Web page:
Longitudinal Patterns in Stream Channel Geomorphology and Aquatic Habitat in the Luquillo Mountains of Puerto Rico

Project Description: 

The hydrologic, geomorphic, and ecological dynamics of tropical montane
streams are poorly understood in comparison to many temperate and/or alluvial rivers.
Yet as the threat to tropical freshwater environments increases, information on the
dynamics of relatively pristine streams is important for understanding landscape
evolution, managing and conserving natural resources, and implementing stream
restoration. This dissertation characterizes the geomorphology and hydrology of five
adjacent watersheds draining the Luquillo Experimental Forest (LEF) in northeastern
Puerto Rico, and discusses implications on aquatic habitat. I performed several
interrelated studies, including: 1) formulating a geographic information systems (GIS)
framework to estimate hydrologic parameters from topographic information and
hydrologic records, 2) developing a method to determine active stream channel
boundaries (“bankfull” stage) that allows for comparison of channel geometry on the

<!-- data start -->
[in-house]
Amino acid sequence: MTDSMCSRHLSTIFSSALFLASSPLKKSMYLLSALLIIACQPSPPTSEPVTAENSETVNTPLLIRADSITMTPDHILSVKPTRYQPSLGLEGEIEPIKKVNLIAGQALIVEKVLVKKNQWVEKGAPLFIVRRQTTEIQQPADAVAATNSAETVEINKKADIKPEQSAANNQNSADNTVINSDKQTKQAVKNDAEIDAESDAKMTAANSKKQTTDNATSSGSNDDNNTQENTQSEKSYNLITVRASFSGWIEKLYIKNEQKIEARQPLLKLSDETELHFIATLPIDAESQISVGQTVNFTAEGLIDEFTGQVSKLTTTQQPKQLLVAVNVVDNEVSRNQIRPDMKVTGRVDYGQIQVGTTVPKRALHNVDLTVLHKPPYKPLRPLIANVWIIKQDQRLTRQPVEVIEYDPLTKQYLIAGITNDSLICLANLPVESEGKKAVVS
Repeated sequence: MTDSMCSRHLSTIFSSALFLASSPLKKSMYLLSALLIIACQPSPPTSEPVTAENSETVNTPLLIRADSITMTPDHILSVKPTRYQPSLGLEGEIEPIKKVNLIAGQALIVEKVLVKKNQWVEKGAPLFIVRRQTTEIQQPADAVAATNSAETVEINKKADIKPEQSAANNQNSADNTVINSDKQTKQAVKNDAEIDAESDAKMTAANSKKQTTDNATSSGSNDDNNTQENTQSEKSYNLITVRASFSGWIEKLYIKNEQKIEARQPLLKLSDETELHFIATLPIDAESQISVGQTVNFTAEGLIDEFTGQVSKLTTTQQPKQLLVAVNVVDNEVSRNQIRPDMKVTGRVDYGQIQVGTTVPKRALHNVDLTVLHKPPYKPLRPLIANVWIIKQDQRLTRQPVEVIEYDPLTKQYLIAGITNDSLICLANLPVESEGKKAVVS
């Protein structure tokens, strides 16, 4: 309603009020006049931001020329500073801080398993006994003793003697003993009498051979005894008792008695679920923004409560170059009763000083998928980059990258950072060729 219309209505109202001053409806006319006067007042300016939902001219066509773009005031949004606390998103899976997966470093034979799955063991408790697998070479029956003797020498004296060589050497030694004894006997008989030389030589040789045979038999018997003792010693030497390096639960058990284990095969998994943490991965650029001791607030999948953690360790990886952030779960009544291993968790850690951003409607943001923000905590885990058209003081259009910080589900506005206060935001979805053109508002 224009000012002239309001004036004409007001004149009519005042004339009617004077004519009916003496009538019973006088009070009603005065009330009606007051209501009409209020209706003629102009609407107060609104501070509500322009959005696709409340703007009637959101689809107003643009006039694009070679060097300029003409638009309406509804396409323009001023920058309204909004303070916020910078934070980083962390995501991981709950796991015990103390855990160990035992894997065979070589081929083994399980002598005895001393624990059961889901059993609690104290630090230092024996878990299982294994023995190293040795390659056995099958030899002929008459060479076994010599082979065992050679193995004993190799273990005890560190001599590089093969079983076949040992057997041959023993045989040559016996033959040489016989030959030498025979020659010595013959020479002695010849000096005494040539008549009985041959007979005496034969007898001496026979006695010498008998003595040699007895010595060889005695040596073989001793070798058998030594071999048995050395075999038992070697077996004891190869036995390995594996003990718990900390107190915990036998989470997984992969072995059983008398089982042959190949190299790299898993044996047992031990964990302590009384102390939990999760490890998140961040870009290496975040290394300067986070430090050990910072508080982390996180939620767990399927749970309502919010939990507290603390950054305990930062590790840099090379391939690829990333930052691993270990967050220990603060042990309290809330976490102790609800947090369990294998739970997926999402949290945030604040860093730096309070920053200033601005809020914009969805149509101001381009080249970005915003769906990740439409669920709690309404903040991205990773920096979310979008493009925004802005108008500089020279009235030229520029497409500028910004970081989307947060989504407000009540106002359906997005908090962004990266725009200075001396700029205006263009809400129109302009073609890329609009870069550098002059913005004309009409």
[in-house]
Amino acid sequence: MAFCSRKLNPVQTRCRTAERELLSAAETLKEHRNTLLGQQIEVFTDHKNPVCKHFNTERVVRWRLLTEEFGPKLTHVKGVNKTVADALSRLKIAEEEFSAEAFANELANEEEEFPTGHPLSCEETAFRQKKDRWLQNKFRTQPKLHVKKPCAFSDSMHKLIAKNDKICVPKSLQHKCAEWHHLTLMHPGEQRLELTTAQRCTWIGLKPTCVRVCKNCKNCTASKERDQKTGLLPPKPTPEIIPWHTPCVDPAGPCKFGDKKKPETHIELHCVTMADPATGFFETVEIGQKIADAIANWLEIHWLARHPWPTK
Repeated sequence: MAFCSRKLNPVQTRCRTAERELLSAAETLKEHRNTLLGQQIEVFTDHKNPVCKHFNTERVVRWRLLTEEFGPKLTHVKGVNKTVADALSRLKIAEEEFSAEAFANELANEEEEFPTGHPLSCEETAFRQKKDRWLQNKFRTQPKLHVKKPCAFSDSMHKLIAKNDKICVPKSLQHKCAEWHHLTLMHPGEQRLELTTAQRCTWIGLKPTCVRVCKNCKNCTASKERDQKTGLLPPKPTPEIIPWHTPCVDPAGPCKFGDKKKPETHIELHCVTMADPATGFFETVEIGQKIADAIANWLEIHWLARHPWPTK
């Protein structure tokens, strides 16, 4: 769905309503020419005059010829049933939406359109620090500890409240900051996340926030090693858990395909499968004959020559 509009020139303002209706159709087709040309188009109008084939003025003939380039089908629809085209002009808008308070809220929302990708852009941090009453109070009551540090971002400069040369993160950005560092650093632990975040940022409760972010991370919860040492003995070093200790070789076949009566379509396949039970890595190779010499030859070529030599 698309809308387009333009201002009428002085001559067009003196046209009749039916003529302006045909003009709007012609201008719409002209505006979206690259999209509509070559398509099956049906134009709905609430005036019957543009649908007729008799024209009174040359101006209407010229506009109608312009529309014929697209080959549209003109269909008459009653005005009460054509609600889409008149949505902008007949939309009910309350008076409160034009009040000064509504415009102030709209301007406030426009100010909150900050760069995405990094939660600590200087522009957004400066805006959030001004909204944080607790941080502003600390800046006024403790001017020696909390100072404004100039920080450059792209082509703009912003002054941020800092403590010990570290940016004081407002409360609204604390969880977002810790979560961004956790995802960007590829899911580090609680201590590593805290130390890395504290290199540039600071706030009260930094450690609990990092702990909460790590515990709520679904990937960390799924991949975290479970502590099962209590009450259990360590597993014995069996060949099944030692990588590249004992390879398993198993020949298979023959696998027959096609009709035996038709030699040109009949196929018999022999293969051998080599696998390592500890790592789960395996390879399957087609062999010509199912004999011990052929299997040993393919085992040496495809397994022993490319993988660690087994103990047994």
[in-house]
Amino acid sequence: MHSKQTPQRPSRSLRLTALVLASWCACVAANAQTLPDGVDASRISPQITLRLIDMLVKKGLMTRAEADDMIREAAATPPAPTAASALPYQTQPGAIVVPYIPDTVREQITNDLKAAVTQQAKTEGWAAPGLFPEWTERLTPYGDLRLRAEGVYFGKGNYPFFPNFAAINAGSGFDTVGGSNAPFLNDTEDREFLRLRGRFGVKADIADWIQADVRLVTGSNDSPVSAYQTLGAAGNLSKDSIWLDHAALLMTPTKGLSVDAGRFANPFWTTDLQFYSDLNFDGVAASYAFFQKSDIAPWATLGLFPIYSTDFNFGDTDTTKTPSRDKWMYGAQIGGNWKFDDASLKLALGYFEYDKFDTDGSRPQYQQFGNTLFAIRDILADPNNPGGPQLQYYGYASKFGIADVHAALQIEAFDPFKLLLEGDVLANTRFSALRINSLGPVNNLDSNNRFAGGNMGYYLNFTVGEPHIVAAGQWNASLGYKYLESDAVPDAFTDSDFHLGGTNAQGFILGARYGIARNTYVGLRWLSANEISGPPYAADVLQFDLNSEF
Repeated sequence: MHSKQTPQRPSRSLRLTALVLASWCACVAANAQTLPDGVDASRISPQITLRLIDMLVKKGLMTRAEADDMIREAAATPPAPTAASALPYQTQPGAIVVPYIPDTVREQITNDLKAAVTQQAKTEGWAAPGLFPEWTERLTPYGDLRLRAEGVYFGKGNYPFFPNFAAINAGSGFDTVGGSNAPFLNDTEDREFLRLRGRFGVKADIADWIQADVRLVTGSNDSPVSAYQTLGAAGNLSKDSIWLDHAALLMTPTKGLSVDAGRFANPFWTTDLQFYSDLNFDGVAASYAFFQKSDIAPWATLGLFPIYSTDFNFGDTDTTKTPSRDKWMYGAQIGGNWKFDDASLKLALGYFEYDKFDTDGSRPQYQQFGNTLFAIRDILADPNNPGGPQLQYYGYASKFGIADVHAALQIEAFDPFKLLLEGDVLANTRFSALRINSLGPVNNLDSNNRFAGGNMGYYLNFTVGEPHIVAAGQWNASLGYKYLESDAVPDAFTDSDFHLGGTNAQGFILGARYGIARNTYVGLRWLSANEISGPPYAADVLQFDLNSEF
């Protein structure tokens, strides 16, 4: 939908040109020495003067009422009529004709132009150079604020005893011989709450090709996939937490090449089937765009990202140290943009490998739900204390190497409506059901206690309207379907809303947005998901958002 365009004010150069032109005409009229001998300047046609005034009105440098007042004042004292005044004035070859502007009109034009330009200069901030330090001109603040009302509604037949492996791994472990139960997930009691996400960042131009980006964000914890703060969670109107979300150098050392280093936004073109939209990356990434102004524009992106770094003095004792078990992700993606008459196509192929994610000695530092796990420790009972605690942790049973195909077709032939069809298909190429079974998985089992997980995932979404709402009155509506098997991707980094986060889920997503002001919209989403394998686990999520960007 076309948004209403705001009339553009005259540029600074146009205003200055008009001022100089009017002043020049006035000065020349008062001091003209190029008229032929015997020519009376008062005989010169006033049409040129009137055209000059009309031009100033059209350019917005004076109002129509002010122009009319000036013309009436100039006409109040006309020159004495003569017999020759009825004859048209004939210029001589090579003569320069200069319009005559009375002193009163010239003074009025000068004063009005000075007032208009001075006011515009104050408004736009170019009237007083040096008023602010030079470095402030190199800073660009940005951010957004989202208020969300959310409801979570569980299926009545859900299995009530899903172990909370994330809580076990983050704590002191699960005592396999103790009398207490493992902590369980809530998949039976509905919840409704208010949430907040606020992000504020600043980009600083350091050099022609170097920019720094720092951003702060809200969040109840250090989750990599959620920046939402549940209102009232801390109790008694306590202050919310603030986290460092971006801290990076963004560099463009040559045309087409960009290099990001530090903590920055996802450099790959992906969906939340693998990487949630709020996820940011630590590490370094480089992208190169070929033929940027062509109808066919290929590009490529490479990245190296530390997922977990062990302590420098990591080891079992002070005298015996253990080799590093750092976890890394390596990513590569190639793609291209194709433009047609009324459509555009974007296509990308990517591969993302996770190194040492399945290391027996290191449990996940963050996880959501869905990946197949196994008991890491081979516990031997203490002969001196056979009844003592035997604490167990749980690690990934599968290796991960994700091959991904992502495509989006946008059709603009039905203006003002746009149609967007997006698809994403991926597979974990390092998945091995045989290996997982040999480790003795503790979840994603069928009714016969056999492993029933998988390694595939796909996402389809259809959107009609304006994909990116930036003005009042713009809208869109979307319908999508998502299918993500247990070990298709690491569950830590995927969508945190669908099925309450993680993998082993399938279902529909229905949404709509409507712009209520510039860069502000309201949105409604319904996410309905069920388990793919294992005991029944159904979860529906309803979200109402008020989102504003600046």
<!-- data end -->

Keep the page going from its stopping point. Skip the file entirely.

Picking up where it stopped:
basis of flow-frequency, 3) decoupling the relative influences of lithologic and hydraulic
controls on channel morphology using an extensive field-based stream survey and
analysis of stream profiles, channel geometry, and sediment dynamics, 4) linking
network- and pool-scale geofluvial dynamics to the abundance of migratory fish and
shrimp through a collaborative analysis combining geomorphic surveys and aquatic
faunal sampling. This research indicates that these streams have some properties
resembling both temperate montane and alluvial rivers. Similar to low-gradient rivers
where floodplains mark channel boundaries, the active channel stage in these streams is
defined by the incipient presence of woody vegetation and soil development. Systematic
basin-scale geomorphic patterns are well-developed despite apparent non-fluvial and
lithologic control on local channel morphology. This implies that strong fluvial forces are
sufficient to override channel boundary resistance; a feature common in self-forming
“threshold” alluvial channels. Migratory aquatic fauna abundances are influenced by a
variety of geomorphic factors such as barrier waterfalls and suitable headwater habitat,
and are consequently highly variable and patchy. These results stand in contrast to the
notion that aquatic communities mirror systematic geomorphic gradients, but rather
acknowledges the influences of multiscale geomorphic processes. Ultimately, this
research provides baseline information on physical and biological processes in relatively
unaltered tropical streams and can be used to inform further studies that document human
interactions with stream networks.

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Contact Information
Person(s) Completing This Form: 
Miguel Leon
Andrew Pike Fred N Scatena
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